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Book Title: The Kindness of Strangers: The Abandonment of Children in Western Europe from Late Antiquity to the Renaissance|
The author of the book: John Boswell
Date of issue: January 20th 1989
ISBN 13: 9780394570051
Format files: PDF
The size of the: 653 KB
Edition: Random House Trade
Read full description of the books The Kindness of Strangers: The Abandonment of Children in Western Europe from Late Antiquity to the Renaissance:Western societies today recoil in horror, mostly, at the idea of abandoning a child. The exception is safe haven laws: the U.S. has decriminalized baby abandonment (or “relinquishment,” as the safe haven people prefer to call it) in all 50 states and the District of Columbia; you can leave a newborn at a hospital, and in many states other places such as fire stations or police stations, and in Vermont and New Hampshire, churches. In some states the infant can’t be more than 3 days old; in other states, 10 days, 14 days, 30 days, 60 days. In North Dakota, you can abandon a baby up to one year old. Nebraska, oddly, wrote its law to allow abandonment up to 18 years old, then was surprised when suddenly a rash of parents took advantage of it. Over the first four months of the law, 35 children who were not babies were dropped off at Nebraska safe-haven facilities. (Some children even came from out of state.) One man whose wife had just died dropped off nine of his ten children, ages 1 to 17. The law was quickly changed to a 30 day limit. No one keeps accurate statistics, but it’s thought that between 1,500 and 3,000 infants have been “relinquished” since the first safe haven law in 1999.
Late antiquity and the Middle Ages were different times. John Boswell suggests that 20-40% of urban children were abandoned during the first three centuries of the Christian era in Rome, for a wide variety of reasons and in a variety of ways. Abandonment was so commonplace that several church fathers argued against men going to brothels and prostitutes because of the risk that they might end up having sex with their own biological sons or daughters. Although he uses the terms “abandoned” and “exposed” interchangeably in many situations, most parents did not intend for the exposed child to die. Many or most were abandoned in public places in cities, where they would be found quickly: civic buildings, the columns in the Forum, beside well-traveled roads, suspended in trees to keep them from wild animals. Even children left on dung heaps would be found, since they were frequented by human scavengers. As Europe entered the Middle Ages, they were also abandoned at parish churches.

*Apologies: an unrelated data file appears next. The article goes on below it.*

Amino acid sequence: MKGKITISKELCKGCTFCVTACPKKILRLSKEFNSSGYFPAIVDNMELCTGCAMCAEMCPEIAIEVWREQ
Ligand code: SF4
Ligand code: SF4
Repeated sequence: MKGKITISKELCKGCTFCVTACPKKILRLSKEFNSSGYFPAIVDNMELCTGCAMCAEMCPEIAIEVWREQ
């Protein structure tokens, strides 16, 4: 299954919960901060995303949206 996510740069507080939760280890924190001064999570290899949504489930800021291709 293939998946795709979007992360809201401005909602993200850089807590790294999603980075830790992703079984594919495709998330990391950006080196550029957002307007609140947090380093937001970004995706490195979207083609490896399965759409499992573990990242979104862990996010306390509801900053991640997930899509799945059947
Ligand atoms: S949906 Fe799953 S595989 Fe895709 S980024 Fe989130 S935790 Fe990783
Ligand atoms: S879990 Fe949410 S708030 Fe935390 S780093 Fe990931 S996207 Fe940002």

Boswell finds no evidence that girls or children of the poor were more likely to be abandoned (in the contemporary fictional literature, more boys than girls are abandoned), although during these eras many adults could barely (or not even) eke out a subsistence living for themselves, so feeding and caring for offspring was impossible.
Abandonment included the selling of children. Selling was legal in many places and times because it was understood that the alternative was probably death. Children could also be pawned, or left with a creditor until the debt was repaid. Abandoned children in antiquity might end up free, or slave. Sometimes the parent would leave a token with the child which might accompany them through life so they could be reclaimed later: a piece of jewelry, a specific cloth such as silk, or the fabric they were swaddled in might serve to identify them later. Tokens were also intended as an incentive to treat the child well. Parents wishing to reclaim a child would often have to reimburse the foster family for the years of raising and upkeep.